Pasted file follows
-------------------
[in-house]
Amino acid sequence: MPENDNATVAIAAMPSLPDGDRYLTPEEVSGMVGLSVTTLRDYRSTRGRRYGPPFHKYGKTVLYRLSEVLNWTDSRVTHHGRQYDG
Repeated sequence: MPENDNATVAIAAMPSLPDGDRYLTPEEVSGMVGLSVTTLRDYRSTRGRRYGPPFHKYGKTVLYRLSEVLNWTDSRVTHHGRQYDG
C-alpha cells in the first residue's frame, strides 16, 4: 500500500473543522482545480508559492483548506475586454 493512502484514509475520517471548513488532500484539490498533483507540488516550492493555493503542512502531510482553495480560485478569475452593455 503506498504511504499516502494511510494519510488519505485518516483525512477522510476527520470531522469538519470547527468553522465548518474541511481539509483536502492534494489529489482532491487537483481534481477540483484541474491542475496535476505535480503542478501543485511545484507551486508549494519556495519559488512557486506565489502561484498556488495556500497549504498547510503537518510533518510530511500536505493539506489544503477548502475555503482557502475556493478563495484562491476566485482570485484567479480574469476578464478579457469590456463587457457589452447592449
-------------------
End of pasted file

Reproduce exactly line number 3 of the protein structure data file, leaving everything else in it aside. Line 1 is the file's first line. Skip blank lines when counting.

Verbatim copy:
Repeated sequence: MPENDNATVAIAAMPSLPDGDRYLTPEEVSGMVGLSVTTLRDYRSTRGRRYGPPFHKYGKTVLYRLSEVLNWTDSRVTHHGRQYDG